Note that H-1B visa extensions beyond six years are allowed if the permanent residency “green card” process is initiated for an employee (by the employer’s filing a labor certification application and an immigrant visa petition) before the employee has spent five years in H-1B status. Thus, it is very important that any green card applications are filed before the fifth anniversary of the H-1B visa, unless the employee plans to return to his or her home country while seeking the green card. Spouses and minor children of H-1B holders may stay on an H-4 visa in the United States with the principal holder, although they are unable to seek employment.
Canadian and Mexican Professional (TN) Visas. TN visas are available to Canadian (T-1) and Mexican (T-2) citizens for positions qualifying under NAFTA’s professions list. The foreign national must have a Bachelor’s degree or professional license. Canadian citizens may apply for a T-1 visa at the port of entry while Mexican citizens must obtain a TN visa at the consulate. The visas are valid for one year with renewals available at one year increments.
Extraordinary Ability (O-1) Visas. O-1 visas are available to foreign nationals who are outstanding and widely recognized in their field. The individual should be considered within the very top of their field to qualify for this type of temporary visa. The specified fields for O-1 visas are limited, but include science, arts, education, business, and athletics. Substantial documentation is required to demonstrate the required international/national recognition. The types of evidence necessary include: national/international awards, articles in major publications, and significant contributions to the field.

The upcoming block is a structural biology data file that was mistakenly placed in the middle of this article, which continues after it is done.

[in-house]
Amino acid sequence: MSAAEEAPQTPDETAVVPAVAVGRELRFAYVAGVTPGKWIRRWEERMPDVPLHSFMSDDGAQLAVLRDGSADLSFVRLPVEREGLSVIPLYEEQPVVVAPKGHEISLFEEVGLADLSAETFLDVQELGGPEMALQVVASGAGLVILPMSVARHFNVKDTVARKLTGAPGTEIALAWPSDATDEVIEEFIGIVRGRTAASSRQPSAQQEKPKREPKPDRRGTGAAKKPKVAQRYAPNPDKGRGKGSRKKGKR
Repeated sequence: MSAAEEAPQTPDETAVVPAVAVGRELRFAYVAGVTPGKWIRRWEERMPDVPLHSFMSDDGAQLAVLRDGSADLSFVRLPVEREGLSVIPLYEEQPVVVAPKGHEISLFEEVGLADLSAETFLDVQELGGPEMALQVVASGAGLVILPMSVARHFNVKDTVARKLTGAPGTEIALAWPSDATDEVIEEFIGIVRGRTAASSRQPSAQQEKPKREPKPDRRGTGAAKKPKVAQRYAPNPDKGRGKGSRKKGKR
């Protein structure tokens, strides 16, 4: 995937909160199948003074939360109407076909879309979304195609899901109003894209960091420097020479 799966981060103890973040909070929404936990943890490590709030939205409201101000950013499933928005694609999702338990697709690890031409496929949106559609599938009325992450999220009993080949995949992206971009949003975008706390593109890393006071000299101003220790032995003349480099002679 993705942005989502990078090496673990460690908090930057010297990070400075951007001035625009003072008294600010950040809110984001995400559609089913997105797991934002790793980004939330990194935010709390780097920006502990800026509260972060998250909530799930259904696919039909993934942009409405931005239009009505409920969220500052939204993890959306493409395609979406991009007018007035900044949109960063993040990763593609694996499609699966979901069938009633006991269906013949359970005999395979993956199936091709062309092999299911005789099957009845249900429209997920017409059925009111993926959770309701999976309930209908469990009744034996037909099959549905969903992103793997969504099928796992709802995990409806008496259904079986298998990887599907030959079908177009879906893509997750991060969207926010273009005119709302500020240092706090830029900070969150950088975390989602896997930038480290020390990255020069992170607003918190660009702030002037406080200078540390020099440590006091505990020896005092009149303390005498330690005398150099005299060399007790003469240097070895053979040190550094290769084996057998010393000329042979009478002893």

Intern and Trainee (J-1) Visas. J-1 visas are sought through the Department of State (DOS) rather than U.S. Citizenship and Immigration Services. A company must be designated by DOS as an approved J-1 visa sponsor program or work with another approved sponsoring organization as a host company. Requirements for these visas are unique to each sponsor. Upon completion of the training or intern program the foreign national is expected to return to their home country. Note that some J-1 visas come with a mandatory two-year restriction, whereby the foreign national must return to their home country for two years before applying to return to the United States after their program. These programs typically are valid for 12-18 months depending on the type of visa.
B-1 Visas. For positions which would otherwise qualify for an H-1B visa, a “B-1 in lieu of an H-1B visa” may be an option to fill a short-term employment need. This is an exception to the general rule that B visa holders cannot work in the United States. B-1 in lieu of H-1B visa holders may temporarily be in the U.S. to perform in a specialty H-1B qualifying occupation. This visa will not apply for typical employer/employee relationships as the U.S. employer cannot provide salary or compensation. This situation is most beneficial for international organizations as the foreign branch of the organization may compensate the employee for the work. The applicant does need to prove that the work is temporary in nature, which is not a requirement for the H-1B visa.
Our Immigration Attorneys
Livesay & Myers, P.C. has a team of experienced immigration attorneys in Northern Virginia, representing clients in Virginia, D.C., Maryland and all across the United States. Be sure to read our client reviews, then examine the profiles of each of our immigration lawyers to find the one who is the best fit for you. Then, contact us to schedule your consultation with one of our experienced attorneys today—in person, over the telephone, or via webcam on Skype or Google Hangouts.